Saying that all DRBMSs won't "cut it" for modern applications in any domain is pretty narrow-minded. It seems like a simple rule of thumb to me: put relational data in an RDBMS, put key-value data in a Key-Value DB...

As an aside, having worked on the Information Retrieval side of bioinformatics for the past few years, I've found that the complex side of bioinformatics is generally in the computation, not the retrieval. I've been well-suited by a single RDBMS server up to this point, though I have played around with MemCached for a couple of web apps.

more than 4 years ago
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Will Your Answers To the Census Stay Private?

jda104 Re:You know what's really sad? (902 comments)

"Seemingly from the dawn of man all nations have had governments; and all nations have been ashamed of them."
- G.K. Chesterton

more than 4 years ago
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Tracking Pedophiles By Their Typing Habits

jda104 Re:It's worse than junk (292 comments)

Even in Javascript you have the opportunity of embedding timing data from the Key Press events into the typing data.

more than 4 years ago
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Tracking Pedophiles By Their Typing Habits

jda104 Re:Typical /. summary (292 comments)

Regarding the visibility of typing patterns, any in-browser chat/forum will likely use Javascript on the client side. JS provides access to the Key Up and Key Down events in text boxes; adding time stamps to those events is trivial. And I agree that being a 40 year old man doesn't make you a pedophile, but I think, probabilistically, that being a 40 year old man in a "Teenz Only!!1!" chatroom may rightfully raise a flag or two.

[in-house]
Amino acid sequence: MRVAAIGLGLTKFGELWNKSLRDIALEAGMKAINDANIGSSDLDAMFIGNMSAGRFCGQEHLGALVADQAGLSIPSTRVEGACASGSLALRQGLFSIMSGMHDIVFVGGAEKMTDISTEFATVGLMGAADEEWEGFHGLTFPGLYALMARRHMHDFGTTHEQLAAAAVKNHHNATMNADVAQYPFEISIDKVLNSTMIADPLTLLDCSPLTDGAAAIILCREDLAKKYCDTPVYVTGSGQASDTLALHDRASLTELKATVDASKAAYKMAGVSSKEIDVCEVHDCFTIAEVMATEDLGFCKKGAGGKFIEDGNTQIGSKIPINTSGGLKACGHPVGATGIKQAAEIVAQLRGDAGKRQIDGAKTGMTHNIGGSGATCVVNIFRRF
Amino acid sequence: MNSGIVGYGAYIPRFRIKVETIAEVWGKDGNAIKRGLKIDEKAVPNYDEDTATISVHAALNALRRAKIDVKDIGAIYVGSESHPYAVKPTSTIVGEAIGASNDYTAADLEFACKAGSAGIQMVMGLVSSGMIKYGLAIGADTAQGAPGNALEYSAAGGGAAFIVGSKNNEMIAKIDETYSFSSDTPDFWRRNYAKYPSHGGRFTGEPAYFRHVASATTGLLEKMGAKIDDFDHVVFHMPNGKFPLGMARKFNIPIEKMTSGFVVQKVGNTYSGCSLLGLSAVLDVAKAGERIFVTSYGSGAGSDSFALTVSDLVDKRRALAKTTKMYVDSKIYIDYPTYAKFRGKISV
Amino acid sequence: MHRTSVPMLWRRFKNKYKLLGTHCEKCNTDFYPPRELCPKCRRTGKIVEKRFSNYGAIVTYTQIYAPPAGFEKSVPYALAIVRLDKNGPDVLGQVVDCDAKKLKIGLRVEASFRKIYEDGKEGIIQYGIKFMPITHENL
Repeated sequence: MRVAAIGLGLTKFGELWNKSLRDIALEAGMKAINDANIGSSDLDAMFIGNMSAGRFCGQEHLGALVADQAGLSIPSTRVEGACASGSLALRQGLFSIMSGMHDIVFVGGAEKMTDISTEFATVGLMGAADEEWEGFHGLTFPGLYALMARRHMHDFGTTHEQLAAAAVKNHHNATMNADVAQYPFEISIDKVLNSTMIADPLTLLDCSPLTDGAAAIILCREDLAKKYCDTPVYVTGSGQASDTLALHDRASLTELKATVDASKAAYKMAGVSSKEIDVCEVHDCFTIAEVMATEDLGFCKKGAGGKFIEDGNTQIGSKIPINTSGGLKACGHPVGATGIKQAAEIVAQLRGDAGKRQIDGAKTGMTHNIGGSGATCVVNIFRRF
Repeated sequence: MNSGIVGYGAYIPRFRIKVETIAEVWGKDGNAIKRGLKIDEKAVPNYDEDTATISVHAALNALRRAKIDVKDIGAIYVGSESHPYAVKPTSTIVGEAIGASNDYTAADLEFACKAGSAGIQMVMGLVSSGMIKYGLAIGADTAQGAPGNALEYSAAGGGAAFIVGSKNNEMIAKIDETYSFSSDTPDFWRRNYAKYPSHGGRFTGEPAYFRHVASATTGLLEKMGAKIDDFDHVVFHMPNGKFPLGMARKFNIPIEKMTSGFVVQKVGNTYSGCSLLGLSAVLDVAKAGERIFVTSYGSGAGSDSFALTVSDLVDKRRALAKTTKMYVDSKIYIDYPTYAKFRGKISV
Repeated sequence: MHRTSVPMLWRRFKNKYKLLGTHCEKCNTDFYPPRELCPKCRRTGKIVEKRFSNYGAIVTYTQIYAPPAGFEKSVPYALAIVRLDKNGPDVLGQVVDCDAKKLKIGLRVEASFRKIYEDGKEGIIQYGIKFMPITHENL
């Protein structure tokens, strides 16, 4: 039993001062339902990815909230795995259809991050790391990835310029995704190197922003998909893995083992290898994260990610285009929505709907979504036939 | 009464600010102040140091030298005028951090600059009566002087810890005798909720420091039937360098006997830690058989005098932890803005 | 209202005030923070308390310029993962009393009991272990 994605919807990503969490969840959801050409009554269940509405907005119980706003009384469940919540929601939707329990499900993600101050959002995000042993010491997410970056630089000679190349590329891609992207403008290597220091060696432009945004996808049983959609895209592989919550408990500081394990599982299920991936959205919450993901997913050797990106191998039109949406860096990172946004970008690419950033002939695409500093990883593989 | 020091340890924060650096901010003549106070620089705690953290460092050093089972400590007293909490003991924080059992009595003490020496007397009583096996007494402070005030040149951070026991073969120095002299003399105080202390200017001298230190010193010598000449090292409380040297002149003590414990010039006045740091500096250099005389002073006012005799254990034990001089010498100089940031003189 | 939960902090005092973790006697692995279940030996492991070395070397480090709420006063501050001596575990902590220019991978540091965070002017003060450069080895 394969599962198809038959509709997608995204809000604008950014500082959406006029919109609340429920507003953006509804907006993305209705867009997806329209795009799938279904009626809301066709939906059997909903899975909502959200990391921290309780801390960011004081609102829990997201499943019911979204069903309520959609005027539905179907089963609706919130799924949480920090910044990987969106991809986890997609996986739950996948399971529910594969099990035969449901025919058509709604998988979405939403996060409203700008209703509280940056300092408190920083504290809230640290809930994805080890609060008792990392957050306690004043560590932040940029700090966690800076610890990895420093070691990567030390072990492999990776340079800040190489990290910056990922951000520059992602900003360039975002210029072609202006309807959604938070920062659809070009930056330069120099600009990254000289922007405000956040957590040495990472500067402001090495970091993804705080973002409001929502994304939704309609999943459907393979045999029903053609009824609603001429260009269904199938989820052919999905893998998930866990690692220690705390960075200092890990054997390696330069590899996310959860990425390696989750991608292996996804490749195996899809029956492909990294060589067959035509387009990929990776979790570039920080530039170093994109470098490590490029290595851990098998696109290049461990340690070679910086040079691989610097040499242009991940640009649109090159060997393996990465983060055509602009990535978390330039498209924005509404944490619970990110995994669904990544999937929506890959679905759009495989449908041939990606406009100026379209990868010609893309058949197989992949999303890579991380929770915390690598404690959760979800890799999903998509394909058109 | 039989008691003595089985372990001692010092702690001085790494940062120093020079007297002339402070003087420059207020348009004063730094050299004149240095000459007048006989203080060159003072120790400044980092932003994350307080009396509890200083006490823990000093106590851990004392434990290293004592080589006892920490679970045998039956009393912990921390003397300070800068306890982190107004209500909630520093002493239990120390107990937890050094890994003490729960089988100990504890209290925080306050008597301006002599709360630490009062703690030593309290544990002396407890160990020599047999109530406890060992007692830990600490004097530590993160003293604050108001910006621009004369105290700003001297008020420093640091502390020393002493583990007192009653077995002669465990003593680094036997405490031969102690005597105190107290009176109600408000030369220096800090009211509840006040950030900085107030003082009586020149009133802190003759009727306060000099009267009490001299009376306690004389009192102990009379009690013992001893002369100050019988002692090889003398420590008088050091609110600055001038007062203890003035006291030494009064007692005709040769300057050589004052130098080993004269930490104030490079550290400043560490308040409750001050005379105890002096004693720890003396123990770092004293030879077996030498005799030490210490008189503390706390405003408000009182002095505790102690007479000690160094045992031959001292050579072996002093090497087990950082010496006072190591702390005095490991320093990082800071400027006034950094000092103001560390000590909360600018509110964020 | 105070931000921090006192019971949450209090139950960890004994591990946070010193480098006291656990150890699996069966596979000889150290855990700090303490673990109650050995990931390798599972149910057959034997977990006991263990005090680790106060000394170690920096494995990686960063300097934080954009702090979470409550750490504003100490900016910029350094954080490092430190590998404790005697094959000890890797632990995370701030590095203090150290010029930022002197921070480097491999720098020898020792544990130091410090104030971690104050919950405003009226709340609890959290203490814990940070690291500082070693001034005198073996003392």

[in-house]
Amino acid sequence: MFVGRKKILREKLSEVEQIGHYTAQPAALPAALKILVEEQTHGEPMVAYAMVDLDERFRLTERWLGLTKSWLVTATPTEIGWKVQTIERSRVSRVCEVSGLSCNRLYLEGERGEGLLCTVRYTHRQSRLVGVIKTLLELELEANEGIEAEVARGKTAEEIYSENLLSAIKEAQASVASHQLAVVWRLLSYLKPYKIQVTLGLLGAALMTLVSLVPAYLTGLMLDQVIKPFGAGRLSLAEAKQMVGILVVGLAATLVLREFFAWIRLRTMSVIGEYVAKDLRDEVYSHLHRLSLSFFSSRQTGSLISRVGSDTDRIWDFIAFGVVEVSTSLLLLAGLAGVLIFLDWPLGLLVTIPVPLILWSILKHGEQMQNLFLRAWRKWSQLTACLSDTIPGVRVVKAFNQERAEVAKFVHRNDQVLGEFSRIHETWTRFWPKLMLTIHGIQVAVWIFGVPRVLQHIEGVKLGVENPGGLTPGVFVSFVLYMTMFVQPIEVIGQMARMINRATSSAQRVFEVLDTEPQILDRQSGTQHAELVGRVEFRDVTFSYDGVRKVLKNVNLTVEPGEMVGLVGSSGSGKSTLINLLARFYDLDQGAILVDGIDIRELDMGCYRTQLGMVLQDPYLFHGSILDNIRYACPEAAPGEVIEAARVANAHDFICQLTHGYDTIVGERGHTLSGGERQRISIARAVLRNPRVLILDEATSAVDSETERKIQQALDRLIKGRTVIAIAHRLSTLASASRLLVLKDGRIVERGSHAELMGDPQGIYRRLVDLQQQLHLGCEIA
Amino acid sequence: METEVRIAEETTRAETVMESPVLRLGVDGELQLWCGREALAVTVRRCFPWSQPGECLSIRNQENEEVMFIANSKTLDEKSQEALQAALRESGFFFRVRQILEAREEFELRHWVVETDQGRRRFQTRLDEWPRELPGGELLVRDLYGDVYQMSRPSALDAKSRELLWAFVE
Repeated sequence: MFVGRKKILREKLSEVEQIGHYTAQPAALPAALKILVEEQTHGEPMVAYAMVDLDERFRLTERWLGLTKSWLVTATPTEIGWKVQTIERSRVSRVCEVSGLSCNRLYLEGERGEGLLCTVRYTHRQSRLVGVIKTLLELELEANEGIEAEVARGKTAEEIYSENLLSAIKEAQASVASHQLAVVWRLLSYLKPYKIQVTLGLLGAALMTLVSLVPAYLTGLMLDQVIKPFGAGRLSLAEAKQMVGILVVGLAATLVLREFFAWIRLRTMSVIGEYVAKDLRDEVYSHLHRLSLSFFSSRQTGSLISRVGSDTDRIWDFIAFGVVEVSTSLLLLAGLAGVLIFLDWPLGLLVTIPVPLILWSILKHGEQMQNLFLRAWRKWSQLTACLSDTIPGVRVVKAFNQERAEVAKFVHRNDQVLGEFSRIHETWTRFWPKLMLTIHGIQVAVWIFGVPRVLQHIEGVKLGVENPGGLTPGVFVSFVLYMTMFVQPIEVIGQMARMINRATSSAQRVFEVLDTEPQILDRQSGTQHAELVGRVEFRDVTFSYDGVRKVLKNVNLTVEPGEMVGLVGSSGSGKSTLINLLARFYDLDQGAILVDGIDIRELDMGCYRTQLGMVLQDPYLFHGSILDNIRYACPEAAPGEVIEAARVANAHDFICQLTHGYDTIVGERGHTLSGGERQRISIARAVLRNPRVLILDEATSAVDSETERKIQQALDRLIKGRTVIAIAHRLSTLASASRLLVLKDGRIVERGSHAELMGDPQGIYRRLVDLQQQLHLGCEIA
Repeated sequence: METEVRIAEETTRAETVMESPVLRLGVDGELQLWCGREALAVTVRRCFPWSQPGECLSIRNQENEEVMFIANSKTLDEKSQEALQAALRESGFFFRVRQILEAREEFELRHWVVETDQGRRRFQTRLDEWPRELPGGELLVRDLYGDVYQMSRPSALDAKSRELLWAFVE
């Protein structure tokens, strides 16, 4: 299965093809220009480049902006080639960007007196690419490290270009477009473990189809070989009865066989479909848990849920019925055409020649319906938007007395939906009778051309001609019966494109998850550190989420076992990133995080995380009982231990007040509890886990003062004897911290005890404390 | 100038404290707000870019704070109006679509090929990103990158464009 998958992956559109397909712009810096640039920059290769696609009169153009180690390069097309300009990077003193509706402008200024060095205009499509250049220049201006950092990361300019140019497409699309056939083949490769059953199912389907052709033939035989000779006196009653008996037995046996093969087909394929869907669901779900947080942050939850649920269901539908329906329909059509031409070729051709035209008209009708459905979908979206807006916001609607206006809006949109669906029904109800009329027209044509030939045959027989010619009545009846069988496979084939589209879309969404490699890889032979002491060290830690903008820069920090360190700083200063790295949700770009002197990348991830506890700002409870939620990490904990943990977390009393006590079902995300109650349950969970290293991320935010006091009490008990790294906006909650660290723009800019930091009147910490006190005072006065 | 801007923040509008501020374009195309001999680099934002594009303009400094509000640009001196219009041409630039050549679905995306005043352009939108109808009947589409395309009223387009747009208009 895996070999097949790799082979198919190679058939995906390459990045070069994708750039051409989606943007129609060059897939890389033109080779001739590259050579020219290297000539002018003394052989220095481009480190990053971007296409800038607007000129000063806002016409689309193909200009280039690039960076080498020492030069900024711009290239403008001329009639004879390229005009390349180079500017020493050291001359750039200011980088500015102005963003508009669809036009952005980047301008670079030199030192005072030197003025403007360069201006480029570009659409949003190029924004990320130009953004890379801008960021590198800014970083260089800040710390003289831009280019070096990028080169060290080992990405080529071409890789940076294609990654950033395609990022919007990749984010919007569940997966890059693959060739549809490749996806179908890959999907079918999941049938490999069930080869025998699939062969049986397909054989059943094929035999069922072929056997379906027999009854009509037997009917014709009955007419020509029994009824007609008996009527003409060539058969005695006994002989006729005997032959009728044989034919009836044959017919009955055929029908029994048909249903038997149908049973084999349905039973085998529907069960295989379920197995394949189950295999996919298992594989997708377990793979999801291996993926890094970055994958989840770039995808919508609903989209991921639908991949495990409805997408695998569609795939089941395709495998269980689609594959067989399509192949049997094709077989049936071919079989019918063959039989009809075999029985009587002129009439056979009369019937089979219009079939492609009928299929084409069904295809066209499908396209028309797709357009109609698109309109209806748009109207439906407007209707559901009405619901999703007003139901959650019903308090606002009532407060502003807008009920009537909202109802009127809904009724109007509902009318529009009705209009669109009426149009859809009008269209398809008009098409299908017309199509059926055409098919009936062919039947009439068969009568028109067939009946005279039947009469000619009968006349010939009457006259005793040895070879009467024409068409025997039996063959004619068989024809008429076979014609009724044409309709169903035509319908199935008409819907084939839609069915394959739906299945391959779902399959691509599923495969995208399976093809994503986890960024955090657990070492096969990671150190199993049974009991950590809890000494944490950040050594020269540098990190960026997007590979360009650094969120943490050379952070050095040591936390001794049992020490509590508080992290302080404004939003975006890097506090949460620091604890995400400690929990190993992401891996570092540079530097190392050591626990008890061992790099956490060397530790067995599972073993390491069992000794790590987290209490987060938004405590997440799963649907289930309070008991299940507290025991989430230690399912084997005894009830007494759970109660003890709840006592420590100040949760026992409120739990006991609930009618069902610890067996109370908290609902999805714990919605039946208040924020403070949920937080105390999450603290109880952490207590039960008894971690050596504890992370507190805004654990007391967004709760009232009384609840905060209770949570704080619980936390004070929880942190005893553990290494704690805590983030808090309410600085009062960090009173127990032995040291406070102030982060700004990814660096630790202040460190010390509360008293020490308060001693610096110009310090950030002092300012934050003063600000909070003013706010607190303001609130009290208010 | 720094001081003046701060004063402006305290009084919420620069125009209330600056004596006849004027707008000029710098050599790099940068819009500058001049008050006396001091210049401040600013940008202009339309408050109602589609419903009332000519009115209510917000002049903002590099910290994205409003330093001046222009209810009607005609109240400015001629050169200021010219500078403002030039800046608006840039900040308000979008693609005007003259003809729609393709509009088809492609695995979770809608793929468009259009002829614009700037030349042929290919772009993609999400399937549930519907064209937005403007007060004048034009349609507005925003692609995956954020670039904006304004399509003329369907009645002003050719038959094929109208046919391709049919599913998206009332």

more than 4 years ago

Submissions

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File concurrency solution for non-programmers?

jda104 jda104 writes  |  more than 3 years ago

jda104 (1652769) writes "I work with a group of about a dozen "data analysts," most of whom have some informal programming experience. We currently have an FTP server setup for file/code sharing but, as the projects get more complicated, the number of outdated versions of code and data floating around among group members has become problematic; we're looking for a more robust solution to manage our files.

I see this as a great opportunity to introduce a revision control system, though there will surely be a bit of a learning curve for non-programmers. I've primarily worked with Subversion (+TortoiseSVN), but I would rather not have to spend my time manually resolving file conflicts and locking issues for each user and anything beyond commit, update, and revert (such as branching, merging, etc.) would probably not be used.

We're definitely not "software developers," but we write many Perl and R scripts to process datasets that can be many dozens of GBs. The group's personal machines are evenly split between Windows and Macs and our servers are all Linux, currently.

Is there a revision control system that "just works" — even for non-programmers? Or should we just head in a different direction (network share, rsync, etc.)?"